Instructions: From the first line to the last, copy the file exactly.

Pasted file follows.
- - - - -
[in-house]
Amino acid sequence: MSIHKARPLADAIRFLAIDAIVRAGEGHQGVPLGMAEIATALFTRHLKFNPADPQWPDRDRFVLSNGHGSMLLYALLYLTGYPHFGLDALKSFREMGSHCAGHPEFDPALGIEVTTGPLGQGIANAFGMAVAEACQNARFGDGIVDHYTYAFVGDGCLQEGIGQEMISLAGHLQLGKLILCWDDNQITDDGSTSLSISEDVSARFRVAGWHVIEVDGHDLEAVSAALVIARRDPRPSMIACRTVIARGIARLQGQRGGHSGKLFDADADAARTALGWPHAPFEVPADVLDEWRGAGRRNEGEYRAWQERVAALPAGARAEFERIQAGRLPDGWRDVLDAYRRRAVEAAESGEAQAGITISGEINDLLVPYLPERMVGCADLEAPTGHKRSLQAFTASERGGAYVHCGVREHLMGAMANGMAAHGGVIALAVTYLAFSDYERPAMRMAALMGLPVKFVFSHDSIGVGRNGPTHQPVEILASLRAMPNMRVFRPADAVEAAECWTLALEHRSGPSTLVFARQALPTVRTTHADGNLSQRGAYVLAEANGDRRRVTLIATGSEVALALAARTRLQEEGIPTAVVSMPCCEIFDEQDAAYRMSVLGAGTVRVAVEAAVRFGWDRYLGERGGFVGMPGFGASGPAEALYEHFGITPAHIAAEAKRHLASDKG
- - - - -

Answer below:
[in-house]
Amino acid sequence: MSIHKARPLADAIRFLAIDAIVRAGEGHQGVPLGMAEIATALFTRHLKFNPADPQWPDRDRFVLSNGHGSMLLYALLYLTGYPHFGLDALKSFREMGSHCAGHPEFDPALGIEVTTGPLGQGIANAFGMAVAEACQNARFGDGIVDHYTYAFVGDGCLQEGIGQEMISLAGHLQLGKLILCWDDNQITDDGSTSLSISEDVSARFRVAGWHVIEVDGHDLEAVSAALVIARRDPRPSMIACRTVIARGIARLQGQRGGHSGKLFDADADAARTALGWPHAPFEVPADVLDEWRGAGRRNEGEYRAWQERVAALPAGARAEFERIQAGRLPDGWRDVLDAYRRRAVEAAESGEAQAGITISGEINDLLVPYLPERMVGCADLEAPTGHKRSLQAFTASERGGAYVHCGVREHLMGAMANGMAAHGGVIALAVTYLAFSDYERPAMRMAALMGLPVKFVFSHDSIGVGRNGPTHQPVEILASLRAMPNMRVFRPADAVEAAECWTLALEHRSGPSTLVFARQALPTVRTTHADGNLSQRGAYVLAEANGDRRRVTLIATGSEVALALAARTRLQEEGIPTAVVSMPCCEIFDEQDAAYRMSVLGAGTVRVAVEAAVRFGWDRYLGERGGFVGMPGFGASGPAEALYEHFGITPAHIAAEAKRHLASDKG